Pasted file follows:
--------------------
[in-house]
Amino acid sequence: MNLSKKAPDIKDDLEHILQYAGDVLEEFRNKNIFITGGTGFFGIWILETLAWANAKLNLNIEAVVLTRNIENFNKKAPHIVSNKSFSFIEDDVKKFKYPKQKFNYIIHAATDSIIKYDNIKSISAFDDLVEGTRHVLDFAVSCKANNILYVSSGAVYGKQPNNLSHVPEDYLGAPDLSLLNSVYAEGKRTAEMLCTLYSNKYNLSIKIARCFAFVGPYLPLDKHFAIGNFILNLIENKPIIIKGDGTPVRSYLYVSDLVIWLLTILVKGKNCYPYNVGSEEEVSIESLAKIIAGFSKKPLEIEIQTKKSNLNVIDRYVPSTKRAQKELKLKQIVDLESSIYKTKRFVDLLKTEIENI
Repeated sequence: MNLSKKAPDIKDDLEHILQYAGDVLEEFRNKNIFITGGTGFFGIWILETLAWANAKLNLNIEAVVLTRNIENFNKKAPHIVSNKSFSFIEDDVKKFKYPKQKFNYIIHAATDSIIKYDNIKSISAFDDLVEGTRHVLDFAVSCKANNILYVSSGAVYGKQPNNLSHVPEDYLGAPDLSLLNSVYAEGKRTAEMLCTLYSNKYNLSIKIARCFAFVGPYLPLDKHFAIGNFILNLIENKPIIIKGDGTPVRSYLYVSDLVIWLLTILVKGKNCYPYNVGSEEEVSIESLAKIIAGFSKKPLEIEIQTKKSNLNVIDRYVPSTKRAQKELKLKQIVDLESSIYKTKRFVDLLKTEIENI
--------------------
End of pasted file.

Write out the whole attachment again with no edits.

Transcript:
[in-house]
Amino acid sequence: MNLSKKAPDIKDDLEHILQYAGDVLEEFRNKNIFITGGTGFFGIWILETLAWANAKLNLNIEAVVLTRNIENFNKKAPHIVSNKSFSFIEDDVKKFKYPKQKFNYIIHAATDSIIKYDNIKSISAFDDLVEGTRHVLDFAVSCKANNILYVSSGAVYGKQPNNLSHVPEDYLGAPDLSLLNSVYAEGKRTAEMLCTLYSNKYNLSIKIARCFAFVGPYLPLDKHFAIGNFILNLIENKPIIIKGDGTPVRSYLYVSDLVIWLLTILVKGKNCYPYNVGSEEEVSIESLAKIIAGFSKKPLEIEIQTKKSNLNVIDRYVPSTKRAQKELKLKQIVDLESSIYKTKRFVDLLKTEIENI
Repeated sequence: MNLSKKAPDIKDDLEHILQYAGDVLEEFRNKNIFITGGTGFFGIWILETLAWANAKLNLNIEAVVLTRNIENFNKKAPHIVSNKSFSFIEDDVKKFKYPKQKFNYIIHAATDSIIKYDNIKSISAFDDLVEGTRHVLDFAVSCKANNILYVSSGAVYGKQPNNLSHVPEDYLGAPDLSLLNSVYAEGKRTAEMLCTLYSNKYNLSIKIARCFAFVGPYLPLDKHFAIGNFILNLIENKPIIIKGDGTPVRSYLYVSDLVIWLLTILVKGKNCYPYNVGSEEEVSIESLAKIIAGFSKKPLEIEIQTKKSNLNVIDRYVPSTKRAQKELKLKQIVDLESSIYKTKRFVDLLKTEIENI